0840 GMT: Ahmadinejad's Budget. The President has presented his budget proposals to Iran's Parliament, the Majlis. He summarised, "Emphasizing a reduction of dependence on oil revenues and an increase of non-oil revenues, with a focus on industry, agriculture and housing —these are among the main attributes of the bill," before making his pitch, "I hope that the bill will be passed with the cooperation of all lawmakers who solve the problems of the country and pave the way for the development of Islamic Iran."

Now the fun and bargaining begin, as lawmakers have ten days to present comments about the bill to the technical commissions of the Majlis.

0820 GMT: Choose a Side, Rafsanjani? Hashemi Rafsanjani's general statement on Saturday, which we analysed in our updates, has not been enough to satisfy some who want him to "choose sides" in the conflict.

The bigger news, however, however, is that the battle may not be over whether Rafsanjani backs the Supreme Leader --- the former President offered allegiance yesterday, albeit with coded reservations --- but whether he is for or against President Ahmadinejad. And there it appears that Rafsanjani has some potential allies pushing him towards the latter position.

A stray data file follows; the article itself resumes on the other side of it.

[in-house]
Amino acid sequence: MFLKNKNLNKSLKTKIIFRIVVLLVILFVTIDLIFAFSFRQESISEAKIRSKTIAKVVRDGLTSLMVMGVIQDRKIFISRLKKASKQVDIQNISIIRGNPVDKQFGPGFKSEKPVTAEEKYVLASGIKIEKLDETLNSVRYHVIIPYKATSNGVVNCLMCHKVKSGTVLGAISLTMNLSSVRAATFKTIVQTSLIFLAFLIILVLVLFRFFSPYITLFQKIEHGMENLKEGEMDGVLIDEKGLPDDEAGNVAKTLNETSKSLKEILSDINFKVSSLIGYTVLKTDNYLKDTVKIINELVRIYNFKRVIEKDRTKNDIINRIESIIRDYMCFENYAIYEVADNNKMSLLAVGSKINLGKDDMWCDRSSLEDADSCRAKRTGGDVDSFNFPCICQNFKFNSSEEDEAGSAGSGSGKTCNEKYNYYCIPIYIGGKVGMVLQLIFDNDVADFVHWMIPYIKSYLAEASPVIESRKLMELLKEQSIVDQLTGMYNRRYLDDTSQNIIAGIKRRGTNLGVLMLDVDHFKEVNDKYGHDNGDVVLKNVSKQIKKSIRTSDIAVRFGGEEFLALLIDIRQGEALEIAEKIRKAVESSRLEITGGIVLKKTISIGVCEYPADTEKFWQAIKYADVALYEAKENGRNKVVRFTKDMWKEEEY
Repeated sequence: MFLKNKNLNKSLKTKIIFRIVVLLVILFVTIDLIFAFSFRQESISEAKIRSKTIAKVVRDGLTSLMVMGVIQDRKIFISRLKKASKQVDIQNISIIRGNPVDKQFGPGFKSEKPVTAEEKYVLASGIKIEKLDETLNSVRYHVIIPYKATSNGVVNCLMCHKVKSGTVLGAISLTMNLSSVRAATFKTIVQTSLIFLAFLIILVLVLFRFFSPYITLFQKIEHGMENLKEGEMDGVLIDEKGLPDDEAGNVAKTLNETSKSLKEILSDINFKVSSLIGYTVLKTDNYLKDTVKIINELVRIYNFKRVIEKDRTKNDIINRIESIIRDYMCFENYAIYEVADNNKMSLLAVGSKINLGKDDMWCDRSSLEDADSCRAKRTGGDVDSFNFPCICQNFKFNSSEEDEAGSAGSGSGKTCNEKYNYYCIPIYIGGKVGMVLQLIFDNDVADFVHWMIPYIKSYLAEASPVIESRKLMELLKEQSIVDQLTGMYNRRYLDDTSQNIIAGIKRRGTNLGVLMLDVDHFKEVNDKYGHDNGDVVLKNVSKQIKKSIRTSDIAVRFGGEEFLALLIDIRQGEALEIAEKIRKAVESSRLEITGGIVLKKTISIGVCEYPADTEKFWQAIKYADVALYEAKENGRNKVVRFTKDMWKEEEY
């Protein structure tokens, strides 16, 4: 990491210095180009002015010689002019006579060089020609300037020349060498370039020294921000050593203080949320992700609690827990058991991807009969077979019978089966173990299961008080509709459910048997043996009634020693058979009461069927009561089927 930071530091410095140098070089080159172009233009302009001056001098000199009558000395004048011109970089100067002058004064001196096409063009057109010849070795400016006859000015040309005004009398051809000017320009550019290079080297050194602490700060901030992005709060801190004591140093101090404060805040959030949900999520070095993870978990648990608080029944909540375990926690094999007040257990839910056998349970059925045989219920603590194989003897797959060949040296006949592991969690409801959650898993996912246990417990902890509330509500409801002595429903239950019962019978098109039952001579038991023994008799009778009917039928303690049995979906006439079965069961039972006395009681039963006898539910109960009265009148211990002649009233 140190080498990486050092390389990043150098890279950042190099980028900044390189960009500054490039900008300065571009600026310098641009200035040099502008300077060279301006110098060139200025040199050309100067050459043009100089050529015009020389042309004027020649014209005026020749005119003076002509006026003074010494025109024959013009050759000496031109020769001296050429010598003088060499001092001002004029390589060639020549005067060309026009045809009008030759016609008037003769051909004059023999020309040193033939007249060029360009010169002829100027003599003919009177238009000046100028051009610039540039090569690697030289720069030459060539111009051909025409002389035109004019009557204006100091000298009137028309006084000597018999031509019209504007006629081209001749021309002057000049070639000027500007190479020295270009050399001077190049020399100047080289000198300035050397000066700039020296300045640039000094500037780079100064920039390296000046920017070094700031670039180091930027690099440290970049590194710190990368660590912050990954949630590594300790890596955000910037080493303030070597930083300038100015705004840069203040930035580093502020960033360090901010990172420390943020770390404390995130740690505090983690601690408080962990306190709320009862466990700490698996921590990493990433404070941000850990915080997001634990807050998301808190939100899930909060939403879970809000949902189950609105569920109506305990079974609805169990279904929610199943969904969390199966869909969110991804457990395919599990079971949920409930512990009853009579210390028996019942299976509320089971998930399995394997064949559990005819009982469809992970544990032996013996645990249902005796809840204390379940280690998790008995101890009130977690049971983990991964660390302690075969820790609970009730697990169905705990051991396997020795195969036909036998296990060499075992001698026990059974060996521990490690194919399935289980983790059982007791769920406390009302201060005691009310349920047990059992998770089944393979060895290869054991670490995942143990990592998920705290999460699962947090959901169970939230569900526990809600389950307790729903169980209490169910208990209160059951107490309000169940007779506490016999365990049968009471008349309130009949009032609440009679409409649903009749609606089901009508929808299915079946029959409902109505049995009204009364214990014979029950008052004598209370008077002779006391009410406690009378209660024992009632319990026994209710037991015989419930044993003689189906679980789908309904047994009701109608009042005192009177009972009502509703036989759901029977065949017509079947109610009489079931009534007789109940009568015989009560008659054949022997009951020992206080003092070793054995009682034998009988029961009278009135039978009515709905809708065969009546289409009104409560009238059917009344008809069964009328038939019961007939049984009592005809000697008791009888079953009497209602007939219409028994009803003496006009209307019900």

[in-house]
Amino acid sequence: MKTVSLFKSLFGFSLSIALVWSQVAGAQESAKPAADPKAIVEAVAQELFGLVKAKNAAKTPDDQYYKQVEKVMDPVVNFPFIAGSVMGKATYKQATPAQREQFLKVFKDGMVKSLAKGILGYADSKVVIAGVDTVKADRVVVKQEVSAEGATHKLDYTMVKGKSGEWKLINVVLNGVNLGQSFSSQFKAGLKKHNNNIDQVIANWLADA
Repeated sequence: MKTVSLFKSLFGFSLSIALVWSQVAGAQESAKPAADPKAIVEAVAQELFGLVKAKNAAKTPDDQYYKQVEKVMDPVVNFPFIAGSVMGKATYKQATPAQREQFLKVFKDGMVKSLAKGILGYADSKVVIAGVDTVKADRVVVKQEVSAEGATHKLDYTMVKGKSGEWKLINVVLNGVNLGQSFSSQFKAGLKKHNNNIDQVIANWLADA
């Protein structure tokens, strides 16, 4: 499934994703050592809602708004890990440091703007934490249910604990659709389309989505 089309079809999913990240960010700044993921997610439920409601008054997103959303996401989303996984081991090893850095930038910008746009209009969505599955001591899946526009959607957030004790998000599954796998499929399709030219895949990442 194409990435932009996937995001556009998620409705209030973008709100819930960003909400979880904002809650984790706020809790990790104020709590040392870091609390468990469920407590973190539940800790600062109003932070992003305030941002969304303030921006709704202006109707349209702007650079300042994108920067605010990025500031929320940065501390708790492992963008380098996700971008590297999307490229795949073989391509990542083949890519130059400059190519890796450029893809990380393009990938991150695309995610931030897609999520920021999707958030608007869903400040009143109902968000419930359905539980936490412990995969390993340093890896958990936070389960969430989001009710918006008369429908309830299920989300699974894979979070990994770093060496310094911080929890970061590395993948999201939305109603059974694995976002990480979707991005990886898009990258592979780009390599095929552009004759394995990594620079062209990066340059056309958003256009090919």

For example, the "hard-line" newspaper Kayhan has renewed its attacks on Rafsanjani with a Sunday editorial. What is just as significant, however, is that the news of those attacks is published in Khabar Online, linked to Ali Larijani, possibly to blunt them.

Khabar, reporting from Mehr News, also features a speech by Javad Larijani, a high-ranking official in the Judiciary and the brother of Ali (Speaker of Parliament) and Sadegh (head of Judiciary), praising Rafsanjani as a "great personality" but noting his three mistakes: 1) founding the Kargozaran party in the mid-1990s; 2) running for elections in 2005; 3) making ambiguous statements about Ahmadinejad during those elections.

Analysis? Come off the fence, Hashemi, and do so in support of others, not at the head of the movement.

0815 GMT: Persian2English has published a set of pictures from the "birthday ceremony" at Neda Agha Soltan's grave yesterday.

0810 GMT: Human Rights Activists in Iran reports that Mehdi Jalil-Khani, a writer, literary critic, and journalist from Zanjan, was arrested last week after a Ministry of Intelligence raid.

0805 GMT: We're be looking for further development on both the political and economic fronts today, separating facts from rumours as the pressure seems to build on President Ahmadinejad.

We have a special analysis which offers some caution, as an EA correspondent asks, "Should The Greens Be Waiting for Economic Collapse?"

The Latest from Iran (23 January): Looking for Clues